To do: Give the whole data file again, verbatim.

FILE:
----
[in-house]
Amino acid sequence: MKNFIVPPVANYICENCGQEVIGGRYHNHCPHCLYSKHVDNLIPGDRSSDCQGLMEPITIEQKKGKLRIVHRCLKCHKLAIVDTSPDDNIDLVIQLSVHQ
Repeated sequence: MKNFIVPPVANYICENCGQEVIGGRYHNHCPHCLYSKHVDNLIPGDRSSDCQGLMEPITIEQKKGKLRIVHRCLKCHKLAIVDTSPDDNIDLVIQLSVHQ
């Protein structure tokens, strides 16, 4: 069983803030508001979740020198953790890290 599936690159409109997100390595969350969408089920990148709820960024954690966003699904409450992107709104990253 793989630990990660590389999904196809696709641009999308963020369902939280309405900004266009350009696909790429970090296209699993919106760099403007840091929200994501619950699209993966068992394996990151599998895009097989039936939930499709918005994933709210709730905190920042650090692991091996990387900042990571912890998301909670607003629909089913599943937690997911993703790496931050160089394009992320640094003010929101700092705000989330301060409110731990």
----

[in-house]
Amino acid sequence: MKNFIVPPVANYICENCGQEVIGGRYHNHCPHCLYSKHVDNLIPGDRSSDCQGLMEPITIEQKKGKLRIVHRCLKCHKLAIVDTSPDDNIDLVIQLSVHQ
Repeated sequence: MKNFIVPPVANYICENCGQEVIGGRYHNHCPHCLYSKHVDNLIPGDRSSDCQGLMEPITIEQKKGKLRIVHRCLKCHKLAIVDTSPDDNIDLVIQLSVHQ
């Protein structure tokens, strides 16, 4: 069983803030508001979740020198953790890290 599936690159409109997100390595969350969408089920990148709820960024954690966003699904409450992107709104990253 793989630990990660590389999904196809696709641009999308963020369902939280309405900004266009350009696909790429970090296209699993919106760099403007840091929200994501619950699209993966068992394996990151599998895009097989039936939930499709918005994933709210709730905190920042650090692991091996990387900042990571912890998301909670607003629909089913599943937690997911993703790496931050160089394009992320640094003010929101700092705000989330301060409110731990």